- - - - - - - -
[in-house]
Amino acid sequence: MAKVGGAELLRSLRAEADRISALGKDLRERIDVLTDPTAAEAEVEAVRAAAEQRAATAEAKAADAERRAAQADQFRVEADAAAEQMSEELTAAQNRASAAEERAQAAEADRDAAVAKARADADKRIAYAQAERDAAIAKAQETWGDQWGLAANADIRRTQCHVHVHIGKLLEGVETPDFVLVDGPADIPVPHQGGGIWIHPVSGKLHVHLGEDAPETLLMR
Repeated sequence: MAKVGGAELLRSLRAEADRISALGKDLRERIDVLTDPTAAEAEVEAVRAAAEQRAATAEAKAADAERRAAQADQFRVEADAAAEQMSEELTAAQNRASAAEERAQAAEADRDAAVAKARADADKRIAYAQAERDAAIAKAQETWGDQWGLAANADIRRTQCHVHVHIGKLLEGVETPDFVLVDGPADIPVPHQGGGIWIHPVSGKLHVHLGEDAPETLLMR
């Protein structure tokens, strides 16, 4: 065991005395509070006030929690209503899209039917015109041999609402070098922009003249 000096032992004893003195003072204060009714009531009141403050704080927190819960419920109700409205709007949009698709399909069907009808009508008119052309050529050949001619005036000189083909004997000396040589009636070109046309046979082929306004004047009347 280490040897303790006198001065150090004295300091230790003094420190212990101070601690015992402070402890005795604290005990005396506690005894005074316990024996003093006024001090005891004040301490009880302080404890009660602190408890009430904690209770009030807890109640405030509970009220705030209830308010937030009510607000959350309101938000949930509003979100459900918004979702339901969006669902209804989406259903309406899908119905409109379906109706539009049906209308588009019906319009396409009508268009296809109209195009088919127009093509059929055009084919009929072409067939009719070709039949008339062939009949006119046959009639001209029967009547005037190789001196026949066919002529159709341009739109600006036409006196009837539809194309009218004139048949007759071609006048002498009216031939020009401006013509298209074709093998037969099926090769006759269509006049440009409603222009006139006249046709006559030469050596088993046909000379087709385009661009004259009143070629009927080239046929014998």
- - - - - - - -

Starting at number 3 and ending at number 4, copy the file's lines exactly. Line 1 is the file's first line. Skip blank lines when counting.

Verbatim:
Repeated sequence: MAKVGGAELLRSLRAEADRISALGKDLRERIDVLTDPTAAEAEVEAVRAAAEQRAATAEAKAADAERRAAQADQFRVEADAAAEQMSEELTAAQNRASAAEERAQAAEADRDAAVAKARADADKRIAYAQAERDAAIAKAQETWGDQWGLAANADIRRTQCHVHVHIGKLLEGVETPDFVLVDGPADIPVPHQGGGIWIHPVSGKLHVHLGEDAPETLLMR
């Protein structure tokens, strides 16, 4: 065991005395509070006030929690209503899209039917015109041999609402070098922009003249 000096032992004893003195003072204060009714009531009141403050704080927190819960419920109700409205709007949009698709399909069907009808009508008119052309050529050949001619005036000189083909004997000396040589009636070109046309046979082929306004004047009347 280490040897303790006198001065150090004295300091230790003094420190212990101070601690015992402070402890005795604290005990005396506690005894005074316990024996003093006024001090005891004040301490009880302080404890009660602190408890009430904690209770009030807890109640405030509970009220705030209830308010937030009510607000959350309101938000949930509003979100459900918004979702339901969006669902209804989406259903309406899908119905409109379906109706539009049906209308588009019906319009396409009508268009296809109209195009088919127009093509059929055009084919009929072409067939009719070709039949008339062939009949006119046959009639001209029967009547005037190789001196026949066919002529159709341009739109600006036409006196009837539809194309009218004139048949007759071609006048002498009216031939020009401006013509298209074709093998037969099926090769006759269509006049440009409603222009006139006249046709006559030469050596088993046909000379087709385009661009004259009143070629009927080239046929014998």